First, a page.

Myanmar authorities have filed charges against seven rioters who stormed a police station complex in the central region of Mandalay, demanding that a young girl’s alleged rapist be turned over to them for punishment, a police official said Tuesday.
Police Colonel Myo Aung told RFA’s Myanmar Service that authorities also confiscated 14 motorcycles ridden during the melee in Aungmyaythazan township, which began on Sunday when police fired into the air to disperse an angry mob of about 500 people who had entered the station compound, calling for the death penalty for the man charged with committing the crime.
Three people have been charged under the Public Property Protection Act 6 (1) because they destroyed police cars, and four have been charged under sections 353, 294, and 356 of the criminal code for assaulting or using force to deter a public servant from the discharge of his duty, Myo Aung said.
Kyaw Soe, 38, is accused of raping a seven-year-old girl from his neighborhood in the township’s Amarahtarni quarter on March 15, though her parents did not learn about the attack until three days later.
On March 18, her parents asked her what happened, and she told them that she had been raped, said a female neighbor who declined to be identified.
People heard that the rapist was being held at the police station, so they went there and demanded that he be handed over, she said
The owner of a gold shop in the neighborhood where the attack occurred said he was part of the crowd that went to the station, and that most of the people there were local residents.
Everybody uses motorcycles in Mandalay, [so] I don’t think those people who came to the police station were from other townships or areas, said the man who declined to be named.
By coincidence, a group calling for capital punishment for rapists had visited the Amarahtarni area of Mandalay earlier on Sunday, the online journal The Irrawaddy reported.
People don’t like that kind of person [rapist] or case, the man said. That’s why they got angry. I don’t think it was political incitement.
The girl’s parents said that they are waiting for a decision letter from a doctor and will soon hold a press conference.
The child has been saying that she sees blood in her urine, and she is not well, the neighbor said.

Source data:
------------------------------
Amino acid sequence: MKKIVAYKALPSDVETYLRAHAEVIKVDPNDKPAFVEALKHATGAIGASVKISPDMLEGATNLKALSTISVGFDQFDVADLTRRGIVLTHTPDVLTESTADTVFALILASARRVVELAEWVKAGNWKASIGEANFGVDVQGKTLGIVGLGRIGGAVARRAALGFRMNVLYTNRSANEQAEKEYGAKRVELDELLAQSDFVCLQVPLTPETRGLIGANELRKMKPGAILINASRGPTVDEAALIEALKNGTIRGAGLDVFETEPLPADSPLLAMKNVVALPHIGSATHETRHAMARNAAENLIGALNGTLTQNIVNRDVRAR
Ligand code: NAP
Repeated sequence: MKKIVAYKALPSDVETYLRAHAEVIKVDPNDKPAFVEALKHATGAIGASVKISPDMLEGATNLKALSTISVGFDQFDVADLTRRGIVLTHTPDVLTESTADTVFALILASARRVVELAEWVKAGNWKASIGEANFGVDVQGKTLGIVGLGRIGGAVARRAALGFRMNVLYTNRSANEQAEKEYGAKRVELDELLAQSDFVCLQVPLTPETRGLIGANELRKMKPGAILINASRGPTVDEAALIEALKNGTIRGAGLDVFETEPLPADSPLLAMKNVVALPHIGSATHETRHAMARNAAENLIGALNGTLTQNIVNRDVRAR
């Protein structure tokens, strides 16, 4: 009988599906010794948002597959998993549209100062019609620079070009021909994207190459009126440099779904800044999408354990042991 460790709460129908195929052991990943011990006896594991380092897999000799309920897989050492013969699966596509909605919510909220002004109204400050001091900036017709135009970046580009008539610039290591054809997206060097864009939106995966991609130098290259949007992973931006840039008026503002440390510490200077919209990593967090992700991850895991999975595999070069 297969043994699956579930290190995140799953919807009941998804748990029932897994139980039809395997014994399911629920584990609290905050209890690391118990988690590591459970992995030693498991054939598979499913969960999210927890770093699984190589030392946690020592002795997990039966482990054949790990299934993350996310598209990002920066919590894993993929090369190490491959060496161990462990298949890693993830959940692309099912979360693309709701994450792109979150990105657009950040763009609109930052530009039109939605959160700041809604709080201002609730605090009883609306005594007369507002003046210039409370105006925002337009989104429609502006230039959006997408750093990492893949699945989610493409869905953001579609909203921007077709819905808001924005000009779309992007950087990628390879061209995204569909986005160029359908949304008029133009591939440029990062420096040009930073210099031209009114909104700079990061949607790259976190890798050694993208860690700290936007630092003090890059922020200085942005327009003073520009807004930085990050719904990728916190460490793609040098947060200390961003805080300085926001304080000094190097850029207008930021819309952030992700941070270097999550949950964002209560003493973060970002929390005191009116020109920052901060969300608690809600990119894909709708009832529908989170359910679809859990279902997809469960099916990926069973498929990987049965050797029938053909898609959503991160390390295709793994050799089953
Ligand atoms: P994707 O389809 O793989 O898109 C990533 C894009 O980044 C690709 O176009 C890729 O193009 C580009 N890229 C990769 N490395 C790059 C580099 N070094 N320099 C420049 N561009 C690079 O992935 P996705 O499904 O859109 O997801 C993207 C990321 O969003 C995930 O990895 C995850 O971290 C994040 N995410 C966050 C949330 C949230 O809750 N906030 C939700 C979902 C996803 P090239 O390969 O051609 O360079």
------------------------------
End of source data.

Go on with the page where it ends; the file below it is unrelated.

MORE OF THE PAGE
Mandalay activist Thein Aung Myint said he understands why locals are angry, but that they cannot take the law into their own hands.
We don’t accept any child rape cases, he said. That’s why people got angry, and I understand their anger, but demanding that the rapist be turned over so he can be beaten to death is outside the law.
Attacks increase in 2017
Sexual abuse and assaults are on the rise in Myanmar with just over 1,400 cases reported in 2017, including roughly 500 adult women victims and 900 children, according to a report issued by the Ministry of Home Affairs in February.
The total figure was 300 more than the number of cases recorded in 2016, including about 430 involving adult victims and 670 involving child victims.
The increase in the overall number of rape case in the country has sparked campaigns calling for the death penalty for rapists, especially following recent attacks on several children, including a two-year-old girl who was raped and murdered in Mandalay’s Madaya township and a 12-year-old girl who was raped and brutally murdered in Kachin state’s Mogaung township.
About 100 activists, lawyers, and members of political parties and civil society organizations staged a demonstration on Saturday in Taungoo township in south-central Myanmar’s Bago region, calling for capital punishment for child rapists, Eleven Myanmar news service reported on Monday.
A Protection and Prevention of Violence Against Women bill has been submitted to Myanmar’s parliament. If passed, it would become the country’s first law to combat violence against women, including domestic and sexual violence, marital rape, and workplace and public harassment and assaults, and harassment by stalking.
The draft bill carries a life sentence for the rape of girls under the age of 18 and disabled women, and a two-to-five-year jail term for those found guilty of marital rape, according to The Irrawaddy.
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